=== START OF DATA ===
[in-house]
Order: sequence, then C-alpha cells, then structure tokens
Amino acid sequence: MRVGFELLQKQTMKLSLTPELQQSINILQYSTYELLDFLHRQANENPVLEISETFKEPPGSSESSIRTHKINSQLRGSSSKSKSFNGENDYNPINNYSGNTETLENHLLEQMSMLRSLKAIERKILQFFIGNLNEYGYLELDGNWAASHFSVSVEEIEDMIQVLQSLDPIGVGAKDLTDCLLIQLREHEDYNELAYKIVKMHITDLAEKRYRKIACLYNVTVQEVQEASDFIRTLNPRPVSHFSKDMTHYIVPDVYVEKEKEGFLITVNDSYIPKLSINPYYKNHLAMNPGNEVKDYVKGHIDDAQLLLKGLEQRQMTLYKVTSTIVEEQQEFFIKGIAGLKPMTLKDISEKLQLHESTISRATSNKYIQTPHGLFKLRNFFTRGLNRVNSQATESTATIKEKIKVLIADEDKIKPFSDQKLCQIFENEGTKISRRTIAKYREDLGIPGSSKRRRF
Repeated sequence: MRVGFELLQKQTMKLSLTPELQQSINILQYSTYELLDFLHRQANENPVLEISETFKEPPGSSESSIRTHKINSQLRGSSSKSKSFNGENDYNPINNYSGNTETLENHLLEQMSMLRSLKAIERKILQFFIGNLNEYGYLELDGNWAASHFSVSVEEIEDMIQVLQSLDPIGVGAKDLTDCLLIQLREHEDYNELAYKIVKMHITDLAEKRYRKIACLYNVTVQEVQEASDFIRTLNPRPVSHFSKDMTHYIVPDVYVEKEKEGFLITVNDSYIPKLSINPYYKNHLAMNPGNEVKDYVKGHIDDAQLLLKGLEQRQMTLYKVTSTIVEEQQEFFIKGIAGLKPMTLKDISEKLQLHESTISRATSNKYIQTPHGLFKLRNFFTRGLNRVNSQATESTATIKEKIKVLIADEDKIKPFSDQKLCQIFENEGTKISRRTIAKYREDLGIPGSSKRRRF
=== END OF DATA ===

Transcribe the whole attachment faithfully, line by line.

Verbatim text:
[in-house]
Order: sequence, then C-alpha cells, then structure tokens
Amino acid sequence: MRVGFELLQKQTMKLSLTPELQQSINILQYSTYELLDFLHRQANENPVLEISETFKEPPGSSESSIRTHKINSQLRGSSSKSKSFNGENDYNPINNYSGNTETLENHLLEQMSMLRSLKAIERKILQFFIGNLNEYGYLELDGNWAASHFSVSVEEIEDMIQVLQSLDPIGVGAKDLTDCLLIQLREHEDYNELAYKIVKMHITDLAEKRYRKIACLYNVTVQEVQEASDFIRTLNPRPVSHFSKDMTHYIVPDVYVEKEKEGFLITVNDSYIPKLSINPYYKNHLAMNPGNEVKDYVKGHIDDAQLLLKGLEQRQMTLYKVTSTIVEEQQEFFIKGIAGLKPMTLKDISEKLQLHESTISRATSNKYIQTPHGLFKLRNFFTRGLNRVNSQATESTATIKEKIKVLIADEDKIKPFSDQKLCQIFENEGTKISRRTIAKYREDLGIPGSSKRRRF
Repeated sequence: MRVGFELLQKQTMKLSLTPELQQSINILQYSTYELLDFLHRQANENPVLEISETFKEPPGSSESSIRTHKINSQLRGSSSKSKSFNGENDYNPINNYSGNTETLENHLLEQMSMLRSLKAIERKILQFFIGNLNEYGYLELDGNWAASHFSVSVEEIEDMIQVLQSLDPIGVGAKDLTDCLLIQLREHEDYNELAYKIVKMHITDLAEKRYRKIACLYNVTVQEVQEASDFIRTLNPRPVSHFSKDMTHYIVPDVYVEKEKEGFLITVNDSYIPKLSINPYYKNHLAMNPGNEVKDYVKGHIDDAQLLLKGLEQRQMTLYKVTSTIVEEQQEFFIKGIAGLKPMTLKDISEKLQLHESTISRATSNKYIQTPHGLFKLRNFFTRGLNRVNSQATESTATIKEKIKVLIADEDKIKPFSDQKLCQIFENEGTKISRRTIAKYREDLGIPGSSKRRRF